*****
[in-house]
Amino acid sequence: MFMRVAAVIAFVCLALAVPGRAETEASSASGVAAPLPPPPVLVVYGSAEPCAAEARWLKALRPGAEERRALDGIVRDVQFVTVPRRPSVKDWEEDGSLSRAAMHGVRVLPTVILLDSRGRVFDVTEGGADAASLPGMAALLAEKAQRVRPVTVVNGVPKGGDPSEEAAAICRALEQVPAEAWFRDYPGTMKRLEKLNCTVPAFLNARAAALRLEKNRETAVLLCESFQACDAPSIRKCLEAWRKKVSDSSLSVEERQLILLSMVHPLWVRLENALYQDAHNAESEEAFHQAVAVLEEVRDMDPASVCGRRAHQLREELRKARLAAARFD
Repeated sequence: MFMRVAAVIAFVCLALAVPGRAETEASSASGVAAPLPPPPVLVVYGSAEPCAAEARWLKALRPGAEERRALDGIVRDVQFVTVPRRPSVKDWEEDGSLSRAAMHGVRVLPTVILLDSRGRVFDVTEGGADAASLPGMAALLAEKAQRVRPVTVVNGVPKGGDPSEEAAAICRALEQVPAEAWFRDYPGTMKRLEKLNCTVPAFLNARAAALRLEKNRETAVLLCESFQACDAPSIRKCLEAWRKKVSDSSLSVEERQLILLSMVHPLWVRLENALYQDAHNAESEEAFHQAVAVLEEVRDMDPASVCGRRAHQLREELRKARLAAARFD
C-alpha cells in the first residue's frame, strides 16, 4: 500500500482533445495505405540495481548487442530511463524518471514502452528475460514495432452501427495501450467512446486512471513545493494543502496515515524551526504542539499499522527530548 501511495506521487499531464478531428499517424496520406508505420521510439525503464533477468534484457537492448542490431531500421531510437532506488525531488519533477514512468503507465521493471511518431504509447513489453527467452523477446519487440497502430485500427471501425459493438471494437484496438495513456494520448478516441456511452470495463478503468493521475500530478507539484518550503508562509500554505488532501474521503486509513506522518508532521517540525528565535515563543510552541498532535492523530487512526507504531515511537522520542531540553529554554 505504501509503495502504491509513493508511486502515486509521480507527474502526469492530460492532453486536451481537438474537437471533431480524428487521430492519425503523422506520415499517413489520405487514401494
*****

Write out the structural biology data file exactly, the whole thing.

[in-house]
Amino acid sequence: MFMRVAAVIAFVCLALAVPGRAETEASSASGVAAPLPPPPVLVVYGSAEPCAAEARWLKALRPGAEERRALDGIVRDVQFVTVPRRPSVKDWEEDGSLSRAAMHGVRVLPTVILLDSRGRVFDVTEGGADAASLPGMAALLAEKAQRVRPVTVVNGVPKGGDPSEEAAAICRALEQVPAEAWFRDYPGTMKRLEKLNCTVPAFLNARAAALRLEKNRETAVLLCESFQACDAPSIRKCLEAWRKKVSDSSLSVEERQLILLSMVHPLWVRLENALYQDAHNAESEEAFHQAVAVLEEVRDMDPASVCGRRAHQLREELRKARLAAARFD
Repeated sequence: MFMRVAAVIAFVCLALAVPGRAETEASSASGVAAPLPPPPVLVVYGSAEPCAAEARWLKALRPGAEERRALDGIVRDVQFVTVPRRPSVKDWEEDGSLSRAAMHGVRVLPTVILLDSRGRVFDVTEGGADAASLPGMAALLAEKAQRVRPVTVVNGVPKGGDPSEEAAAICRALEQVPAEAWFRDYPGTMKRLEKLNCTVPAFLNARAAALRLEKNRETAVLLCESFQACDAPSIRKCLEAWRKKVSDSSLSVEERQLILLSMVHPLWVRLENALYQDAHNAESEEAFHQAVAVLEEVRDMDPASVCGRRAHQLREELRKARLAAARFD
C-alpha cells in the first residue's frame, strides 16, 4: 500500500482533445495505405540495481548487442530511463524518471514502452528475460514495432452501427495501450467512446486512471513545493494543502496515515524551526504542539499499522527530548 501511495506521487499531464478531428499517424496520406508505420521510439525503464533477468534484457537492448542490431531500421531510437532506488525531488519533477514512468503507465521493471511518431504509447513489453527467452523477446519487440497502430485500427471501425459493438471494437484496438495513456494520448478516441456511452470495463478503468493521475500530478507539484518550503508562509500554505488532501474521503486509513506522518508532521517540525528565535515563543510552541498532535492523530487512526507504531515511537522520542531540553529554554 505504501509503495502504491509513493508511486502515486509521480507527474502526469492530460492532453486536451481537438474537437471533431480524428487521430492519425503523422506520415499517413489520405487514401494